So I’m thinking about women, like my friend Alison Thompson, who’s actually a medic from Australia who works around the world in crisis management, so she was very big with Hurricane Katrina and then Iraq while here in the United States. She was huge with the Haiti earthquake. And currently she’s now in Syria helping—I’m sorry, in Greece, helping Syrian refugees acclimate. And I’m wondering if you can talk a little bit more about the action women can take right now without waiting for academics to get onboard. Thank you.
MARSHALL: I share your frustration with the uses of research. We do know, though, that there really is just too little known about what women are doing, because they have been invisible. So having documented case studies, for example, teaching case studies that feature women, including women who come from religious perspectives, are useful. In terms of women who are at the front lines really working on issues, we’ve been asking ourselves and asking them what it is that they need. And one response, and it’s one that is easier to discuss briefly than it is to implement, is to have stronger networks. So you do have some interreligious networks, for example Religions for Peace, which is a global interfaith organization, has a Women of People, which is really a network of networks.
And there are other conscious efforts to have what I think is absolutely essential, which is moderated networks. In other words, if someone in Afghanistan needs to know how somebody ran a workshop or how they solved a specific problem with procurement, or how they answered a challenge from a military source, or whatever, that that person would be able to look for someone to put them in touch with, in other words really a moderated network. A lot of women do seek funding and they’re frustrated, as everyone is, by the grant-writing process and its vagaries and foibles. So helping these women to be in context with people who want to help them, there is—I’m sure you’re familiar with Peace Direct that really tries to do this, that looks at grassroots organizations and individuals.
But the problem is that it is such a large field, there’s so many people coming at this from so many different angles that I think that there is a real merit in trying to understand the whole of it, to highlight successful cases, to learn from cases that have not worked as well, to try to translate some of the very broad ideas, like women’s agendas at the peace table, into something that’s a bit more concrete and that will allow people to support those women who are able to be at the front.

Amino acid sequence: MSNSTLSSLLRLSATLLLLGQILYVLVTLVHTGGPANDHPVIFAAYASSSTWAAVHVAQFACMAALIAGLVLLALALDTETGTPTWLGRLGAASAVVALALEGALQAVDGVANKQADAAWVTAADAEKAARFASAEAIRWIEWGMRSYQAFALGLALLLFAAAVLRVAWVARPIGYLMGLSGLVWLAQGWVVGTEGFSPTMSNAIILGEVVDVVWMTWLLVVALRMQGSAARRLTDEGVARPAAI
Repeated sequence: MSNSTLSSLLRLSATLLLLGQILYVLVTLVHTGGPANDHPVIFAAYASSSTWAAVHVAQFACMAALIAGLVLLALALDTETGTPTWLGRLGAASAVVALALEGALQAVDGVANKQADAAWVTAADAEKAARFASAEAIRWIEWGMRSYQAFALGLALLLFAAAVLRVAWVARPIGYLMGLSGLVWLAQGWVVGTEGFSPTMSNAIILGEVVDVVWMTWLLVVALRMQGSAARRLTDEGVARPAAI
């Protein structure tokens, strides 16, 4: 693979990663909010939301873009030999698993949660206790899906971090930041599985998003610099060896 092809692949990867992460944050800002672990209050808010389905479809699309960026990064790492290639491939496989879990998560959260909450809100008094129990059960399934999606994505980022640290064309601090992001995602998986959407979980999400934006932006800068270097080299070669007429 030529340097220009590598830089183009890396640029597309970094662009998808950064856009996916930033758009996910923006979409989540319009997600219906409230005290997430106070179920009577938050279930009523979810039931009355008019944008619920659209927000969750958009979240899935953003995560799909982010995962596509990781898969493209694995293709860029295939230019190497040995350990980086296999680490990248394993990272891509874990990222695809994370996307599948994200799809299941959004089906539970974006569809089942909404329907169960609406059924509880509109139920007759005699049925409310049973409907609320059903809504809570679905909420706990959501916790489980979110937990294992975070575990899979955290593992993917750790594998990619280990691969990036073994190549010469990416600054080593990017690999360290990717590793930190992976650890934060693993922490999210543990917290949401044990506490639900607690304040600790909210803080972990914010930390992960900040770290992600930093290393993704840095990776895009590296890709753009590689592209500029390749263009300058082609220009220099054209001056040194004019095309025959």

FASKIANOS: Thank you. Next question.
OPERATOR: (Gives queuing instructions.)
Our next question comes from Ruth Messinger with the American Jewish World Service. Excuse me, Ms. Messinger, your line is live.
Our next question is from Egon Cholakian with Harvard University.
Q: Hi there. Good evening, everybody. Very much appreciate your focus on the networks topic. It’s imperative that you have a network and it’s imperative that you have a network that is linked. And as you indicated, you have a network of networks. With that same structure in mind, the question that arises from my own experience in peace negotiations, conflict negotiation in war zones, you’ve got to have an ontology. And you mention that from the outset of your discussion, how the definitions varied remarkably on what is peace, what constitutions those definitions and so forth.
And unless you have that ontology that’s somewhat uniform, that can be embraced by everybody from Afghan, to Latin America, to elsewhere, that becomes a crippling effect. I don’t care how strong the network is, you’ve got to have a language that is fungible, to some extent. And is that built into your model, or is that something that you’ve not dealt with as of yet? And let me add one further question. In the conflict climate, when you’re dealing with deadly warzones, there is a distinct ontology. And that’s the reason I have—perhaps I raised it.
MARSHALL: Yeah. I certainly see your point. And I’m acutely aware that in talking about religious issues, but also in talking about gender issues, and talking about development and peacebuilding, people feel often quite passionately about the terms that they use and the universe that they reflect. This goes way beyond the issues of women, obviously, and religion, which are two of our three parts of the triangle that we’re dealing with. I know, for example, that there are many different methodologies that people see, use, and follow in peace negotiations.
I have to admit that I subscribe a bit to the Franklin Roosevelt view that he apparently in a speech he never gave said that when you’re in a crisis, pull any lever. And I’m not at all convinced that there is any single methodology, any more than there is any single definition or framework of knowledge that will work in all different parts of the world, across religious traditions, et cetera. So I think that it’s very important, and a lot of training courses and a lot of discourses do try in the first instance, to get some clarity about what you’re talking about.